Coming out this week on DVD and Blu-ray: blood flies and the Nazis get their due in Quentin Tarantino’s Inglourious Basterds; a bachelor party in Las Vegas goes hilariously wrong in The Hangover; plus a look at The Goods: Live Hard, Sell Hard, G-Force, and Taking Woodstock.
Starring: Brad Pitt, Christoph Waltz, Michael Fassbender, Eli Roth, Diane Kruger, Mélanie Laurent, Mike Myers
Director: Quentin Tarantino
The years seem to pass quickly between director Quentin Tarantino’s projects. After all, it’s been over two years since he debuted the dark, somewhat campy grindhouse film, Death Proof, and it’s been five years since Kill Bill, Vol. 2 came out. Truth be told, Tarantino may be a highly touted director, but since 1992 he’s only released seven films, and that includes the two-parter, Kill Bill.
In Tarantino’s latest bloody extravaganza, Brad Pitt stars as Lieutenant Aldo Raine, the leader of a group of Jewish soldiers sent into Germany to kill Nazis and take down Hitler and his Third Reich. Meanwhile, in France, a woman named Shosanna (Mélanie Laurent) bears witness to the execution of her family by a Nazi leader and vows revenge, planning to find a way to kill Hitler by herself.
With these two converging story arcs, the Basterds and Shosanna fight their way toward their shared goal with the hopes of being the one to change the course of the war, and get even.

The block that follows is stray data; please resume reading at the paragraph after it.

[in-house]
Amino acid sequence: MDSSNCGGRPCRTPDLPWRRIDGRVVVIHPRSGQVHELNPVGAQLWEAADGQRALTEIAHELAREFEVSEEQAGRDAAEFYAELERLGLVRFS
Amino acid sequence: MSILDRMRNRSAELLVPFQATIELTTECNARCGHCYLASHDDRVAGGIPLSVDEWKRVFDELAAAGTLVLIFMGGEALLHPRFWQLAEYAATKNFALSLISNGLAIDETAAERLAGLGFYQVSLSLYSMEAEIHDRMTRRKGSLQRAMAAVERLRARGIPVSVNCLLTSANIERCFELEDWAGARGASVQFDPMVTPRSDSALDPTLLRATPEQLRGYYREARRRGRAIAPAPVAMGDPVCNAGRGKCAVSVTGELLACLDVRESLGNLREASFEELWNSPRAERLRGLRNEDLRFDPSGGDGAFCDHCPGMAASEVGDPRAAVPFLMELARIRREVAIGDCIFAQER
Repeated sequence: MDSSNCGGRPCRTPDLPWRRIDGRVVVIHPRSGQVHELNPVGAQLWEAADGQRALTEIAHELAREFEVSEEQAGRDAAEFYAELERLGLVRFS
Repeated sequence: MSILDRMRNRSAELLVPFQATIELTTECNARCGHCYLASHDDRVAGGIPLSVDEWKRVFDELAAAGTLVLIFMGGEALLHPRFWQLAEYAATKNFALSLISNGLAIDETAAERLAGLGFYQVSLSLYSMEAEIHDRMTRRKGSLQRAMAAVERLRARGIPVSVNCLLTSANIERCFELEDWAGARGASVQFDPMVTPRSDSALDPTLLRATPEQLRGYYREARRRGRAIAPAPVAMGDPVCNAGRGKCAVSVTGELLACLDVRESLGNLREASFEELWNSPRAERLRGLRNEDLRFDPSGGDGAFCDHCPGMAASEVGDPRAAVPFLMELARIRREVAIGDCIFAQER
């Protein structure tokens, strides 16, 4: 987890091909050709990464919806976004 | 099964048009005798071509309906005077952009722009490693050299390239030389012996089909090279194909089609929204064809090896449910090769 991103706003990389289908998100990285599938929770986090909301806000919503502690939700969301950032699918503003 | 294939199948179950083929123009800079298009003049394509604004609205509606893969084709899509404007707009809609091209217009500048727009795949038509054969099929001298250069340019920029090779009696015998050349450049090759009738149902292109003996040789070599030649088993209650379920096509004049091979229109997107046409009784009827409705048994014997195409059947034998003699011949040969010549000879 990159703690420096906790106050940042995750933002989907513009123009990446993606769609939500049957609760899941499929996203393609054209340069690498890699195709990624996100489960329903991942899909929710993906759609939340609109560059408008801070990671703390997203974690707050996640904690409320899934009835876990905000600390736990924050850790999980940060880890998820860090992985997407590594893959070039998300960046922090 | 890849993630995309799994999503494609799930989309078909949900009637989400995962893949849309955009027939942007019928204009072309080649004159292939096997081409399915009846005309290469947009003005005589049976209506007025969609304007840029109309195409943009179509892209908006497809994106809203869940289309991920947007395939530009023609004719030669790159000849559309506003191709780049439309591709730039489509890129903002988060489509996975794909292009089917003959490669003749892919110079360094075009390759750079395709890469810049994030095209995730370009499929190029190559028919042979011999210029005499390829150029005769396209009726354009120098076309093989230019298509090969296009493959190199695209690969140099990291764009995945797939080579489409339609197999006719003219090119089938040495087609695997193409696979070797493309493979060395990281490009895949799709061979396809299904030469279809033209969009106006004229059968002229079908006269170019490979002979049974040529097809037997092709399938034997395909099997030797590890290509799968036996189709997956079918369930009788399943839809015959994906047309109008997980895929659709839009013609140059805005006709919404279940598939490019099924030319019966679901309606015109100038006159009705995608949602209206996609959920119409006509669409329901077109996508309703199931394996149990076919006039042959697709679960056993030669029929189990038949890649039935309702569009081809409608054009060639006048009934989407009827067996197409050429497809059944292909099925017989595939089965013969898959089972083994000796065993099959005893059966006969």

Tarantino’s screenplay is a very cleverly crafted work of fiction that cuts into elements of the actual war. With his tight script, which rides high thanks to a great cast, stunning cinematography, and direction that fires off each chapter like a gun blast, Inglourious Basterds is simply a fantastic movie.
Tarantino crafts some intriguing tales, made all the better because he knows how to take a simple story and twist it into something mesmerizing. He is also a master of dialogue, and that’s obvious once more in this film as he works miracles through the most random elements that end up adding rich textures to his characters as the chaotic story unfolds.
Rewriting the history books, Inglourious Basterds is an intense, powerful ride, but it’s also a hilarious film, tinted by blood, rather than drenched in it like some of his other films.
Looking at the basic DVD features, Inglourious Basterds comes with very little unless you’re willing to buy the two-disc special edition or Blu-ray package. Looking at the basic DVD I received, all that comes with it are some interesting extended and alternate scenes, which are worth a glance, plus the film-within-the-film, “Nation’s Pride,” which was directed by actor Eli Roth and is quite brilliantly rendered to look like a real propaganda film from the era.
Starring: Bradley Cooper, Ed Helms, Zach Galifianakis, Justin Bartha, Jeffrey Tambor, Rachel Harris, Heather Graham, Rob Riggle
Director: Todd Phillips
What happens when a bachelor party gets so wild, so crazy, that you can’t even remember what happened? Worse than that, where do you start looking for the missing groom, who apparently vanished during the festivities?
From the director who brought us Old School, The Hangover is yet another guy’s movie about the camaraderie and the weird times that can follow any drunken, wayward evening.
Imagine Dude, Where’s My Car? but with better cinematography and a higher-calibre cast.
Through the mishaps and the remembered mayhem, the group of guys will of course bond and get into the hijinks that most guys can only dream about.
The film stars an assortment of lesser-knowns, including Justin Bartha, Bradley Cooper, Ed Helms, and Zach Galfianakis with the most well-known star being co-star Heather Graham, who plays Jade the stripper/single mom.